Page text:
You've got three more weekends left, and you're already sick of that song that’s made it to the top of the charts. May I suggest this as your end-of-summer soundtrack? The single’s hummable melodies and lingering harmonies, shadowed by layers of strange instrumentation, create a lush sound that you want to crawl into, like a hammock. It doesn't sound like any other artist but just so trademark Buckley with his personal brand of abstract sexuality slathered all over this song.

‘Yard of Blonde Girls’ maybe an odd title but it’s like one of these songs essential just for people who are wandering past that may or may not be listening.

Sunday, October 5, 2008

If You See Her Say Hello

Jeff Buckley emerged in New York City's ultramodern music scene in the 1990's as one of the most extraordinary musical performers of his generation.

Listen to the track ‘If you see her say hello’ — and my heart just stopped, typing that — long after music is delivered directly via the boom box into a candy-colored chip in my brain, the haunting song will endure.

Originally sung by Bob Dylan, Jeff performed this live at Sin- é.

His music is obsession, and obsession is music. As long as he is there to seduce and ravage, I will listen to be seduced and ravaged. As long as his music plays, there will be rock-star fantasies; as long as he morphs into something god-like, there will be secret languages to learn and guilty pleasures to defend. This song is about relationship with music, and relationships' relationship to music. And because I couldn't resist, I’ve written it here.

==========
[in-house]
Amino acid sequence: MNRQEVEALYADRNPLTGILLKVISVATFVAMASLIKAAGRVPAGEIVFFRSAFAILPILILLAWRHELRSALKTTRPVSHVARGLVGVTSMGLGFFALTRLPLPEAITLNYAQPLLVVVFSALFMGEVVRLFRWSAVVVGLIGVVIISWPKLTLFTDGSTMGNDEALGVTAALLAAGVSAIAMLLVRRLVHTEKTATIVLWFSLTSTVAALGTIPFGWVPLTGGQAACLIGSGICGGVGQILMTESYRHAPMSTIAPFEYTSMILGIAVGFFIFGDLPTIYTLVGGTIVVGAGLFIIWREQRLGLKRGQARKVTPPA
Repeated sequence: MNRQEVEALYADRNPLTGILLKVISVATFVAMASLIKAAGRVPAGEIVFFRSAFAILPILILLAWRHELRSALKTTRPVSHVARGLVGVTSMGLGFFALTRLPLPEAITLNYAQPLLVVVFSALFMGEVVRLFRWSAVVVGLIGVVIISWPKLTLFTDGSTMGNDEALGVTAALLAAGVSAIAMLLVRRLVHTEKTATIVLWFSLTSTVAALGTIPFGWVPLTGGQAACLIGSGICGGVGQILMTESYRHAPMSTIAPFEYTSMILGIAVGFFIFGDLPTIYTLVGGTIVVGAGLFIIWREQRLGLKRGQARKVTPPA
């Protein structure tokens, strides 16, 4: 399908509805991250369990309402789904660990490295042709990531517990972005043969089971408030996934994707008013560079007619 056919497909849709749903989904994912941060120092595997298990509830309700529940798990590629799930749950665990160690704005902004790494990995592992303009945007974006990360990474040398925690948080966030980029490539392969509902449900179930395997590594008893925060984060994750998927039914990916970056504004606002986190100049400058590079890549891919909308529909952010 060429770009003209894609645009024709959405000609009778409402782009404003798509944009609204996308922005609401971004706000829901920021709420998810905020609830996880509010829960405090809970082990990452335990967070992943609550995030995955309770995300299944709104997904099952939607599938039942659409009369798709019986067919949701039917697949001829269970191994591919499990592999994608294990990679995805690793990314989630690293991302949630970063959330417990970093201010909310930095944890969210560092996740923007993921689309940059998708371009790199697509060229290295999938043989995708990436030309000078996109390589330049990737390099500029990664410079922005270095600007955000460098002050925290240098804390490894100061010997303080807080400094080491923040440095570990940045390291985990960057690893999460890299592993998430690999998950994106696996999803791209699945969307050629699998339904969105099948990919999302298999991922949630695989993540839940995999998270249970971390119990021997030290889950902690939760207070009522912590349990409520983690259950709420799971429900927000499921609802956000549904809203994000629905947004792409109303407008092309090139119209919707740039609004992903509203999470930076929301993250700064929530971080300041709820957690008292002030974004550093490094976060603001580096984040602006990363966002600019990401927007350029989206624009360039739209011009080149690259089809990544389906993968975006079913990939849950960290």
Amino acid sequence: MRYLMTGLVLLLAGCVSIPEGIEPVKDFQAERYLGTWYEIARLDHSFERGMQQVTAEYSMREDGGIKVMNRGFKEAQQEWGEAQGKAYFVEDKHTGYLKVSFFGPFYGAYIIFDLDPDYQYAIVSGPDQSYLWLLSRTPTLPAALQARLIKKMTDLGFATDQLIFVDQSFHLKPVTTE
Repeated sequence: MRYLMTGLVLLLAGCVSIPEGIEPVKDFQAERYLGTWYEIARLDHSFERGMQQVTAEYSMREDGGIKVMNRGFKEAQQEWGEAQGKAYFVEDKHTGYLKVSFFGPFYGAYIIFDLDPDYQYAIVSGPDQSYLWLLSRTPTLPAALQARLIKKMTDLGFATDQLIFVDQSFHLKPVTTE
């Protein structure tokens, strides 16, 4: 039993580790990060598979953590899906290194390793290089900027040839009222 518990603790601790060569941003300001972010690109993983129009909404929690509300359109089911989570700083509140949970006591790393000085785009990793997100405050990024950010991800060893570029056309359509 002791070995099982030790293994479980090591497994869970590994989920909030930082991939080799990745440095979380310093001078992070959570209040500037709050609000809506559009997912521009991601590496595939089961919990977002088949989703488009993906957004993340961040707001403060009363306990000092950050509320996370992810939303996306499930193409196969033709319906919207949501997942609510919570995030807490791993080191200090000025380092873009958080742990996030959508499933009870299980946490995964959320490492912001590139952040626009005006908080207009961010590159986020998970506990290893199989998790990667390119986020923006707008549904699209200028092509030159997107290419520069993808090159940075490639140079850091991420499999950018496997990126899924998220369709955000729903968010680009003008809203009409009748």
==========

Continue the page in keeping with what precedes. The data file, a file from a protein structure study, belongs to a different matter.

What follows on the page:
This song, slightly differing in lyrics from the original is just as striking - I have to say that under better recording conditions, Jeff Buckley's version would've probably drowned out Bob Dylan's completely. Jeff Buckley certainly couldn't create a more impressive avant-rock resume. Strange things happen when Jeff Buckley opens his mouth to sing. One moment he's like a white blues singer with a sound straight out of the Mississippi; the next, a jazz singer whose flexible voice dives and soars through pained memories. The last thing he sounds like is his age. The buzz is pretty immediate after you’ve listened to his stuff and it makes him all the more enigmatic and mysterious and I guess it’s what adds to my fascination with Buckley and his music.

Thursday, October 2, 2008

New Year's Prayer

It’s October, which means that we should be entering the cold beery haze that leads to Christmas but sometimes, especially during the afternoons, it feels as though we’re well into the depths of summer. And that, in turn, means that if Eveline the heartbroken was writing this introduction, it’d include a “sigh” and at least one remark about how the world and it’s men have gone to dogs.

Since its Blissful Eveline doing the job though, you’ll just have to settle for one of these:

Yup, the world hasn’t left me completely torn apart. And all things considered, I think that works out a little better.

In any case, after a slight delay caused by my need to catch up on some sleep, it’s time once again for the man in all his brilliance- and here’s what struck me this week…

While I can appreciate the genius of many great sounding upcoming artists, I have to admit that there are few who match up to Buckley.

Believe it or not, I’m not going to make any value judgments about this track tonight, because in this rare instance, I feel like it’s my duty to provide facts instead of opinions to make you a more well-informed listener. With that in mind, I’d just like to point out that the ‘Live at Sin-é (pronounced as shin-ay) which originally came out in 1993 is a live EP that captures the complete understanding of a Jeff Buckley concert. The Sin- é was a cafe that featured the launch of several music careers. New Year's Prayer’ was a poem written by Jeff Buckley and Sin- é was the location that Jeff Buckley felt right at home and in effect it was there that he gave some of his most glorious work till date.

He gets everything right in this song, and that’s what I LOVE about it.